A new study is reporting that small daily doses of Viagra reduced the number of polyps by half in animal models predisposed to develop colorectal cancer. This intriguing off-label use adds a possible new chapter to the life of a drug famously known for treating erectile dysfunction.

Viagra, also known as sildenafil, was initially developed in the 1990s for hypertension but early clinical studies revealed it wasn't particularly effective as a heart disease treatment. Many of the trial volunteers were also reporting side effects of unexpected erections. This led to the drug being approved in 1998 by the FDA to treat erectile dysfunction.

Over the last twenty years Viagra has been investigated for a number of unexpected alternative uses from an anti-obesity drug to a potential treatment for jet-lag. Now a team of researchers suggest the drug could protect against colorectal cancer.

The research centers on the idea that increased levels of a chemical called cyclic GMP has been seen to suppress some intestinal cancers by reducing excessive cell proliferation in the gut. Viagra is known to inhibit an enzyme found in colon cells called PDE5. This enzyme breaks down cyclic GMP, so Viagra can indirectly help increase levels of cyclic GMP in the colon, subsequently reducing the volume of proliferating cells which then reduce the potential of abnormal mutations resulting in polyps that can lead to cancer.

In a mouse model, engineered with a mutation designed to cause large numbers of polyps, the animals administered with small doses of Viagra displayed a remarkable 50 percent reduction in the number of polyps they developed. A second drug called linaclotide was also trialled in the study and it was found to reduce the number of polyps even more significantly. Unfortunately linaclotide, used to treat irritable bowel syndrome patients with constipation, is not a fantastic target for a long-term human treatment due to its major side effect of diarrhea.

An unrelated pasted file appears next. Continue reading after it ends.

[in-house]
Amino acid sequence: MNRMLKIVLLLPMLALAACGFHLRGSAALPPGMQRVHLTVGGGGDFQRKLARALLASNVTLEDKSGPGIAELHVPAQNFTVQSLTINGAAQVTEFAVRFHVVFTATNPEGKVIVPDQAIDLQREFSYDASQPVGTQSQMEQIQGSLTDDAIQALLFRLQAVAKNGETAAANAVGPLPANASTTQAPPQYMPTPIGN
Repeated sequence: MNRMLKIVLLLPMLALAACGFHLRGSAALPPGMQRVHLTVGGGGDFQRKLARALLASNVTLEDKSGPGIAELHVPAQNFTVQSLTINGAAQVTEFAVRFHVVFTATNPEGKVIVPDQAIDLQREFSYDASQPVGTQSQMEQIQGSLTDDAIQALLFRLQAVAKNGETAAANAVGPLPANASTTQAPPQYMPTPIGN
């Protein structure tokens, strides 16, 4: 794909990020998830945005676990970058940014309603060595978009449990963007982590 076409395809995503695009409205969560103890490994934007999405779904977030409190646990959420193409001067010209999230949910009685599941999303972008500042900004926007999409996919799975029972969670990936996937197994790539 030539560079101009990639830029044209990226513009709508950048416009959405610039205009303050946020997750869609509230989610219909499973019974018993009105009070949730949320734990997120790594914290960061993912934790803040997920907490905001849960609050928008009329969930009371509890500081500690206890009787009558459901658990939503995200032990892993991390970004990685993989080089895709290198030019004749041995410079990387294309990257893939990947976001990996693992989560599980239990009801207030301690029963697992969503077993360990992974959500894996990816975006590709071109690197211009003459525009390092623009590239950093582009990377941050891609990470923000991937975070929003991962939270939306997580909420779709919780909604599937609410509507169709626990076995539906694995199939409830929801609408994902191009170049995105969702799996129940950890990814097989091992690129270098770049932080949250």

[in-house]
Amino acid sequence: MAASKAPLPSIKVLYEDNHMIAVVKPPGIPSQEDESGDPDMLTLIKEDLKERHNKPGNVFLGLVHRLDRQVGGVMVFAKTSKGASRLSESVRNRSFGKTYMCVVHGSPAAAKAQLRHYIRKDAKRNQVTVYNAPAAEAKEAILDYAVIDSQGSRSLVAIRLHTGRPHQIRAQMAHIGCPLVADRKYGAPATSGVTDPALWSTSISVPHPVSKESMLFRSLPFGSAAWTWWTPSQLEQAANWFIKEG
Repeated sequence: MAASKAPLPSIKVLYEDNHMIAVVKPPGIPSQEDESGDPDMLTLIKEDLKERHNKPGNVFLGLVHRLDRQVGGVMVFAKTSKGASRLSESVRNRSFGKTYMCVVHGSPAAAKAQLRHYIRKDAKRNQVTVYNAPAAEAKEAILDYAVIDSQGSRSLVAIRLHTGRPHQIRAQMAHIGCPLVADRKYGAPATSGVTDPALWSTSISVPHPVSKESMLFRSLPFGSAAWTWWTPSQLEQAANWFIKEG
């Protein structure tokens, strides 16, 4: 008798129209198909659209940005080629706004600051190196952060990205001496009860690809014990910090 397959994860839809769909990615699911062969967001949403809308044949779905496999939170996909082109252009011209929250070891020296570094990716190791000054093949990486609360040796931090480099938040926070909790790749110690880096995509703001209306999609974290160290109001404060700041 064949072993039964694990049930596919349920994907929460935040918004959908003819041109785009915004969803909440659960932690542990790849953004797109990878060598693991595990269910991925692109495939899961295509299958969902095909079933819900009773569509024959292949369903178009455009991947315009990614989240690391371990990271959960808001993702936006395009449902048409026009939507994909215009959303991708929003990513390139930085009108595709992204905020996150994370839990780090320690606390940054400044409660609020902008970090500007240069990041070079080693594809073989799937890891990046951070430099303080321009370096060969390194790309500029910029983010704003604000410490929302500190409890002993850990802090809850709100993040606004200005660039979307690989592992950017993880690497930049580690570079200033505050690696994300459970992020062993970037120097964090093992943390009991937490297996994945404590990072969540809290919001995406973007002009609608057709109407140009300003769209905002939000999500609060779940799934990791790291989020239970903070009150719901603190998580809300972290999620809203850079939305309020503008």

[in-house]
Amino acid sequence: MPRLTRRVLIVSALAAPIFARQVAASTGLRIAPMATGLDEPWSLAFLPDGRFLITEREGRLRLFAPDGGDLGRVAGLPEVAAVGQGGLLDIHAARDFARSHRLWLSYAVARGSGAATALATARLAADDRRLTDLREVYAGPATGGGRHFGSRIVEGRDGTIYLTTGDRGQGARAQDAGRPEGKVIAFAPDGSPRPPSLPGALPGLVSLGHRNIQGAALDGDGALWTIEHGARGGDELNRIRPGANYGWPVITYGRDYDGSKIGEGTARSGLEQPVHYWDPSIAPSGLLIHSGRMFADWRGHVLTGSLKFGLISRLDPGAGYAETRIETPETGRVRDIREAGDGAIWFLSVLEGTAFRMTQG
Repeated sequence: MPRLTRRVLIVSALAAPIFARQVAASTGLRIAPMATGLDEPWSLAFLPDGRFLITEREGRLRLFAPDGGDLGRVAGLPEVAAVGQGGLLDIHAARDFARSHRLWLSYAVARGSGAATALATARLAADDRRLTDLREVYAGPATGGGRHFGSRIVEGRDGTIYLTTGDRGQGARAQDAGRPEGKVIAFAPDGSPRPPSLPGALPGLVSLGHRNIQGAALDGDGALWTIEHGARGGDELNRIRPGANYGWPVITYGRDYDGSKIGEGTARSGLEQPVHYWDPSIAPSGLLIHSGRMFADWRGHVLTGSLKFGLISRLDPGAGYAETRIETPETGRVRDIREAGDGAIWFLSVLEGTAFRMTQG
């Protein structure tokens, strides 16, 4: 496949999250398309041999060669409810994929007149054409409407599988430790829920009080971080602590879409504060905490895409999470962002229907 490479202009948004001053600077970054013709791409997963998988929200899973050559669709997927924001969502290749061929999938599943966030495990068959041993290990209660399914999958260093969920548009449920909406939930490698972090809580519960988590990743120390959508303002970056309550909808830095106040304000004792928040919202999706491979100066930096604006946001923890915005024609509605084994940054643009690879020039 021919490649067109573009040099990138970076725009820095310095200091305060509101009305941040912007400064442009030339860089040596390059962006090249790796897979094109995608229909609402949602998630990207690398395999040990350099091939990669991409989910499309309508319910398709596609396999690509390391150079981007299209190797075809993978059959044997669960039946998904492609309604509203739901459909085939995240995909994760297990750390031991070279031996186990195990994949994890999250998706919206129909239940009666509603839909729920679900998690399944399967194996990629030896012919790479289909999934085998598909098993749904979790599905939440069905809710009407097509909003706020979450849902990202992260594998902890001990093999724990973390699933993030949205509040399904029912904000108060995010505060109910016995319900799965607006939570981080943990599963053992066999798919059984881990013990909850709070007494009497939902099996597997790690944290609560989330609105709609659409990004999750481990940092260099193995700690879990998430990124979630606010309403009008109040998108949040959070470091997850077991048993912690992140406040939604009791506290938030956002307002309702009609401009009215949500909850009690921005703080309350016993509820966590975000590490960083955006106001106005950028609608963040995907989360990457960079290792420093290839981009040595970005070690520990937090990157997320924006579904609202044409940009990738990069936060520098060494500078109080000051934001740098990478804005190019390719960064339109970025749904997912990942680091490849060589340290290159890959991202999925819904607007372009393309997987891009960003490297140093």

The next stage of the research is to undertake a human clinical trial of Viagra in subjects at high risk of developing colorectal cancer. The scientists suggest this drug could be a very viable treatment for high risk patients. And even better, Viagra is almost off patent, and a cheap generic version of the drug is already available.

The new research was published in the journal Cancer Prevention Research.

Source: Augusta University